Satanic Tomatoes and Other Weird Details Not Taught in History Class
Fitting a rocket rack to a U-boat. Weapons and Warfare

20. A Fiendish Concept

Although their idea was initially dismissed as too weird to be practical, the Steinhoff brothers secured authorization in the summer of 1942 to experiment with launching rockets from submarines. Accordingly, a rack for 30 cm rocket launchers was mounted on the upper deck of the U-511. Testing was successful, and the U-511 was able to launch its rockets both from the surface, and when submerged up to 40 feet below water.

However, the German navy envisioned the rockets as an anti-ship weapon, and in that capacity, they were useless because they lacked an accurate guidance system. The idea was revived in 1943, with the advent of the V-1 Flying Bomb. Mounting a V-1 and launcher on a U-boat would allow the Flying Bomb to strike targets at a significantly greater range than its 150 mile radius from land-based sites. Inter-service rivalry sank the proposal, however: the V-1 was a Luftwaffe project, and Germany’s airmen were reluctant to share with the navy.

Satanic Tomatoes and Other Weird Details Not Taught in History Class
A V-2 rocket in the launch position in a towed submersible barge. Wikimedia

19. Hitting America

The marriage of U-boats and V-1s was delayed because of lack of cooperation from the Luftwaffe. However, consideration was also given in 1943 to firing V-2 rockets from U-boats, particularly to target American cities. In 1943, American bombers were showing up in ever-growing numbers to bomb German cities, so the Germans were itching for a means to retaliate against American cities.

However, the V-2 was too big to mount in any U-boat then in service. So a weird-looking submersible vessel to transport and launch the V-2 was designed. Known as the Prufstand XII (“Test Stand XII”), the V-2 submersible transport displaced about 500 tons, and would get towed by a U-boat – the forward motion keeping the container submerged – to within range of its target. Three Prufstands were ordered in December of 1944. The target: New York City.

Satanic Tomatoes and Other Weird Details Not Taught in History Class
Prufstand XII launch system. Imgur

18. Raining Death Down Upon the Big Apple

The Nazis planned to use Type XXI U-boats to tow three Prufstand XIIs, each carrying a V-2 rocket, across the Atlantic to within range of New York. The submersible transports, which also carried a reserve of diesel fuel to supply the towing U-boat en route, would get set up upon arrival at the launch site.

Flooding the container’s ballast tanks would bring the Prufstand and the V-2 within to a vertical position. The rocket’s guidance system would then be set, and aimed at the Big Apple. When all was ready, the V-2 would be remotely launched from within the U-boat. Leaving its container, the rocket would soar to the edge of space, before plunging down upon NYC with a ton of high explosives contained within its nose-mounted warhead.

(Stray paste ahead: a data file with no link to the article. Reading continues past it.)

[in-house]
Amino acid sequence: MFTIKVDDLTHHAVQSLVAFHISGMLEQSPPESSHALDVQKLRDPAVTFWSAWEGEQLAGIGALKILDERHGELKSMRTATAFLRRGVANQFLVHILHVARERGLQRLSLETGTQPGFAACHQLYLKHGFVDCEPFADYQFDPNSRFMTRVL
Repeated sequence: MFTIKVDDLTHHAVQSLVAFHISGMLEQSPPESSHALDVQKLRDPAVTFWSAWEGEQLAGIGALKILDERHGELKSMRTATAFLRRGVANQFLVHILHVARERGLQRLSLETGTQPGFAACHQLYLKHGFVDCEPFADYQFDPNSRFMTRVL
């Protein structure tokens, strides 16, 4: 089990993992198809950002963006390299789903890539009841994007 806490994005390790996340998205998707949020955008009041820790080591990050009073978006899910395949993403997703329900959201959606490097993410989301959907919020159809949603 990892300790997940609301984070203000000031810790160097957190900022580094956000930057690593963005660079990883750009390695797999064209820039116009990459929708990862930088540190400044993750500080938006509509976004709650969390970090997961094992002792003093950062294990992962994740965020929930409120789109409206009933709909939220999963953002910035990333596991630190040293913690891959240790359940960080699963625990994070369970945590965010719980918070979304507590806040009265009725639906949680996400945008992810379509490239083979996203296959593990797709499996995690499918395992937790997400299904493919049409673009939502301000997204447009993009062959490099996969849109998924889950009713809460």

Satanic Tomatoes and Other Weird Details Not Taught in History Class
American warships surrounding a life raft carrying a sunken U-boat’s survivors. Wikimedia

17. Operation Teardrop

In late 1944, Allied intelligence began hearing of a seemingly weird German plan to attack American cities – particularly New York City – with submarine-launched missiles. So they prepared Operation Teardrop, a US Navy operation to sink U-boats approaching the Eastern Seaboard, that were believed to be armed with missiles. Two large anti-submarine task forces were set up, and in April 1945, Operation Teardrop was executed when word arrived that several U-boats had left Norway, bound for North America.

Of seven U-boats that approached the United States, five were sunk, and the survivors were abusively interrogated for any information about the plan to launch missiles. As it turned out, the U-boats had not been fitted out with missile-launching equipment, and the plan to attack American cities with rockets had not yet been ordered. The war ended before the Germans got around to making an attempt to carry it out.

Satanic Tomatoes and Other Weird Details Not Taught in History Class
Soldiers of the 55th Armored Infantry Battalion and tank of the 22nd Tank Battalion, move through smoke filled street. Wernberg, Germany on April 22nd, 1945. Wikimedia

16. The Big Apple Saved by the Bell

Only one of the three Prufstand XII rocket containers ordered in late 1944 was actually delivered. Luckily, by the time this particular Nazi scheme went into high gear, time, in general, was running out on the entire Nazi project. By late 1944, the Third Reich was crumbling under heavy blows from enemies advancing upon from east and west.

The plan seemed weird at the time, but it was actually doable. The war ending when it did was thus particularly fortunate for the Big Apple, considering just how badly Hitler and his goons wanted to reach out and touch it. Visiting devastation upon NYC would have been both a psychological blow and a propaganda coup, as a highly visible demonstration of Germany’s ability to bring the war to American soil.

Satanic Tomatoes and Other Weird Details Not Taught in History Class
An Ursel-firing U-boat. Weapons and Warfare

15. Inventing the Concept of Ballistic Missile Submarines